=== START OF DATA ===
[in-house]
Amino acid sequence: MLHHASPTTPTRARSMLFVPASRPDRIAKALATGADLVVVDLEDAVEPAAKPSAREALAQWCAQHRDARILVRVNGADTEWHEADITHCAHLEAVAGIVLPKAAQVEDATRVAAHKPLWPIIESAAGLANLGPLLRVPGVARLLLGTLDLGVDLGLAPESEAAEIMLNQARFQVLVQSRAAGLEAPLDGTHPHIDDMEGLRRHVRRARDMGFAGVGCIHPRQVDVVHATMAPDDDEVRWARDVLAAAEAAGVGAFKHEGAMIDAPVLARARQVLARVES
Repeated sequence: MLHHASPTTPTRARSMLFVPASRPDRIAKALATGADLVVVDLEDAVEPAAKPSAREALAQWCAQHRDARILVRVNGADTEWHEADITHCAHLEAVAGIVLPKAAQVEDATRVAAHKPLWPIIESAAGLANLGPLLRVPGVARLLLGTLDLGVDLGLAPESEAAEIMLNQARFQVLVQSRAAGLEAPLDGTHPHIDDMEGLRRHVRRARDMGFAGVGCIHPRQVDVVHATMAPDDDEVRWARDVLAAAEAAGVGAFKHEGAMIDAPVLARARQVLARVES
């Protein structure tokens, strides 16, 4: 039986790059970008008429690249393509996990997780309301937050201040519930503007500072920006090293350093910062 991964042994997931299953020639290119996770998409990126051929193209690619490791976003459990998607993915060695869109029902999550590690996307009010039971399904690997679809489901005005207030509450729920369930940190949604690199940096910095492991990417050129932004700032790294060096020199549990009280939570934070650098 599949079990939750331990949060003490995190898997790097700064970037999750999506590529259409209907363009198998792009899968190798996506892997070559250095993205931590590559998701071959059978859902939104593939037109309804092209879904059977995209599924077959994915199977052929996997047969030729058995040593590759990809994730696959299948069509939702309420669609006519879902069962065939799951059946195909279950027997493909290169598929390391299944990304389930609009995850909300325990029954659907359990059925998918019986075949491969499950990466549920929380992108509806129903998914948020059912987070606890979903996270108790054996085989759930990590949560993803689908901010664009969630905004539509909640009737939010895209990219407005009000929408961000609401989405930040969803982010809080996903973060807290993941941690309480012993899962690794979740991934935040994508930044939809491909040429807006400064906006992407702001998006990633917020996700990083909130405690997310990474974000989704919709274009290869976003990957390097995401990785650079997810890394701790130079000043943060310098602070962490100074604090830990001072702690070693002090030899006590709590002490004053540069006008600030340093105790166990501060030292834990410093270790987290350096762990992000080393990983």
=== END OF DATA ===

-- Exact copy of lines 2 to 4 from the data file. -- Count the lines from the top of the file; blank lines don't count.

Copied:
Amino acid sequence: MLHHASPTTPTRARSMLFVPASRPDRIAKALATGADLVVVDLEDAVEPAAKPSAREALAQWCAQHRDARILVRVNGADTEWHEADITHCAHLEAVAGIVLPKAAQVEDATRVAAHKPLWPIIESAAGLANLGPLLRVPGVARLLLGTLDLGVDLGLAPESEAAEIMLNQARFQVLVQSRAAGLEAPLDGTHPHIDDMEGLRRHVRRARDMGFAGVGCIHPRQVDVVHATMAPDDDEVRWARDVLAAAEAAGVGAFKHEGAMIDAPVLARARQVLARVES
Repeated sequence: MLHHASPTTPTRARSMLFVPASRPDRIAKALATGADLVVVDLEDAVEPAAKPSAREALAQWCAQHRDARILVRVNGADTEWHEADITHCAHLEAVAGIVLPKAAQVEDATRVAAHKPLWPIIESAAGLANLGPLLRVPGVARLLLGTLDLGVDLGLAPESEAAEIMLNQARFQVLVQSRAAGLEAPLDGTHPHIDDMEGLRRHVRRARDMGFAGVGCIHPRQVDVVHATMAPDDDEVRWARDVLAAAEAAGVGAFKHEGAMIDAPVLARARQVLARVES
């Protein structure tokens, strides 16, 4: 039986790059970008008429690249393509996990997780309301937050201040519930503007500072920006090293350093910062 991964042994997931299953020639290119996770998409990126051929193209690619490791976003459990998607993915060695869109029902999550590690996307009010039971399904690997679809489901005005207030509450729920369930940190949604690199940096910095492991990417050129932004700032790294060096020199549990009280939570934070650098 599949079990939750331990949060003490995190898997790097700064970037999750999506590529259409209907363009198998792009899968190798996506892997070559250095993205931590590559998701071959059978859902939104593939037109309804092209879904059977995209599924077959994915199977052929996997047969030729058995040593590759990809994730696959299948069509939702309420669609006519879902069962065939799951059946195909279950027997493909290169598929390391299944990304389930609009995850909300325990029954659907359990059925998918019986075949491969499950990466549920929380992108509806129903998914948020059912987070606890979903996270108790054996085989759930990590949560993803689908901010664009969630905004539509909640009737939010895209990219407005009000929408961000609401989405930040969803982010809080996903973060807290993941941690309480012993899962690794979740991934935040994508930044939809491909040429807006400064906006992407702001998006990633917020996700990083909130405690997310990474974000989704919709274009290869976003990957390097995401990785650079997810890394701790130079000043943060310098602070962490100074604090830990001072702690070693002090030899006590709590002490004053540069006008600030340093105790166990501060030292834990410093270790987290350096762990992000080393990983």